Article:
As such, my closest relationships find themselves oddly placed. The first assumption by anyone outside them, is that they are romantic in nature. I have a vivid memory of waiting outside a friend’s class, waiting for her until she exited it at its end to give me a hug, and lean against my shoulder, while her professor raised an eyebrow at this exchange. And those moments are funny. Except sometimes they are not: I have an equally vivid memory of getting into deep trouble with my parents when I was fifteen or sixteen, after they read through my conversations with an online friend who they assumed was my ‘boyfriend’ at the time. I remember being told to stop lying each time I tried to explain that this friend was neither a boy nor a romantic interest.

And as much as I hate it, the only other reaction my relationships find are a variation of this vehement denial. For a very long time, I had friends who would tell me to find myself a girlfriend because the intensity of my affections belonged in a romantic relationship. It came in the form of either being told that I should date someone or that they would date me if they were into women. It often left me feeling as if my relationship with them was somehow secondary to the relationship I might have had with some faceless and, honestly, unimaginable stranger.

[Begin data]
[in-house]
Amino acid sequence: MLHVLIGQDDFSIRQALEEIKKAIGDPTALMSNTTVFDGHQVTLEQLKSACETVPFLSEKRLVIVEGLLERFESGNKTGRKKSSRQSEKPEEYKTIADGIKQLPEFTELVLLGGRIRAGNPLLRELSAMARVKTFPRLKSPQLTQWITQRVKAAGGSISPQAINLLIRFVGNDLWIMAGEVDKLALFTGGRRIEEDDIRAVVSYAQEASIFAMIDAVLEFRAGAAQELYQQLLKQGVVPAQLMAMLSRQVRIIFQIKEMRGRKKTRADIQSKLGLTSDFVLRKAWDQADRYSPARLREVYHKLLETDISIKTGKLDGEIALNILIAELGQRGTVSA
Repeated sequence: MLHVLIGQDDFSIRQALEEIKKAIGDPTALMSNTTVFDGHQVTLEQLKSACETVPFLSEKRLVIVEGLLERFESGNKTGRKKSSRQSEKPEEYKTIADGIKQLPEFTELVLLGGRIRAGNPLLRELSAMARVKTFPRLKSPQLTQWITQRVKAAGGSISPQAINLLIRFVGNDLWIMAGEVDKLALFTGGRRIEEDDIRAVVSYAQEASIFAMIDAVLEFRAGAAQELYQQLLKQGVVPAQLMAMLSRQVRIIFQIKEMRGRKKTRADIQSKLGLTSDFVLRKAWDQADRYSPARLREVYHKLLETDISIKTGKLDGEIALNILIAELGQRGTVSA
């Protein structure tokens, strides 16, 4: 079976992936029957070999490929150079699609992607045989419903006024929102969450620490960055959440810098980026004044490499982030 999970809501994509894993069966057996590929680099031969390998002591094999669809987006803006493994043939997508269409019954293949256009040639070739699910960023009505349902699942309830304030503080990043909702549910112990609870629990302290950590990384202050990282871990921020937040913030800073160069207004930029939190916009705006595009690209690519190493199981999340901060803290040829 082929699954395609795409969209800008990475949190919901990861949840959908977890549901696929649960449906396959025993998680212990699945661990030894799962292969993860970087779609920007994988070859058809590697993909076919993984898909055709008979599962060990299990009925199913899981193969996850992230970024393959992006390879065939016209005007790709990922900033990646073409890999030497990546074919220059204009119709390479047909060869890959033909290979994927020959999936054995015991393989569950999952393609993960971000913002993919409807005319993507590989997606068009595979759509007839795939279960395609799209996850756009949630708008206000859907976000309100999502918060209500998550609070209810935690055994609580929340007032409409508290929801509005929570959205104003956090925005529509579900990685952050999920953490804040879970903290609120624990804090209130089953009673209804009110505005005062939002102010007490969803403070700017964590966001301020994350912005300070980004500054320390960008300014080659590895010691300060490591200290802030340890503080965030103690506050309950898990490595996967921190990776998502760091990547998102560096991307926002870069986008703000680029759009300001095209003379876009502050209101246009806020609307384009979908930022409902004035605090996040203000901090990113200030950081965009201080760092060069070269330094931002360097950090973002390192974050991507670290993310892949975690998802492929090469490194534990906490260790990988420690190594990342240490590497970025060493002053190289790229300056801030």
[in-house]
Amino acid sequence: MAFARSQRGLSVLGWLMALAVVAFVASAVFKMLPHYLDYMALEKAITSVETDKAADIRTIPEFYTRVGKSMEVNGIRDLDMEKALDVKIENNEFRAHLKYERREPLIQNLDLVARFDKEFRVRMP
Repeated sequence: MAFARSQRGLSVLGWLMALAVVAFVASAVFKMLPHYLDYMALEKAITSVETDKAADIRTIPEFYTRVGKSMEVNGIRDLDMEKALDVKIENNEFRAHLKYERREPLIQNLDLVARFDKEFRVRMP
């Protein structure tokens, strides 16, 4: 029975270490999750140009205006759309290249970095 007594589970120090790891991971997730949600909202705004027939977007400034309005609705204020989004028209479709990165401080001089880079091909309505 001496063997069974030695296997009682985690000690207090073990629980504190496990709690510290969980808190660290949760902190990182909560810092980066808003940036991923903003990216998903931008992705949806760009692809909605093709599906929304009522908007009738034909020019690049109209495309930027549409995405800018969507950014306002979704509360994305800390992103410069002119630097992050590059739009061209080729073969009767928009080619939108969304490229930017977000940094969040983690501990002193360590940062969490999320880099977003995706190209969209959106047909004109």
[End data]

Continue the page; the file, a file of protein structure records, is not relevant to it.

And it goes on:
The centring of romantic relationships often means that every time my friends find romantic partners, the intensity of our relationship wears thin. And while I can say with confidence that I am not jealous of the people my friends date, I also do not know how to approach my relationships with any less intensity, and the absence of its reciprocation leaves me feeling a little empty.

The solution to this emptiness sometimes seems to be quite simple. I could very well date a friend who was willing – someone once remarked that the dynamic of my relationship wouldn’t change at all even if I did. And while it is not often, I do have days where I wonder if romance would sustain my friendships, even though that is an impossibility for me.

Cover Image: Pixabay

Article written by:

Fariha Sameen is a student of psychology with a background in psychosocial studies. They are particularly interested in psychoanalysis, LGBTQ+ studies, and socio-political intersections of the self. Their research interest currently lies in exploring non-romantic and non-sexual manifestations of intimacy, drawing from both academic literature and personal reflections. A passionate learner at heart, they enjoy writing poetry and prose as well as unravelling forms of identity and attachment through different works of fiction.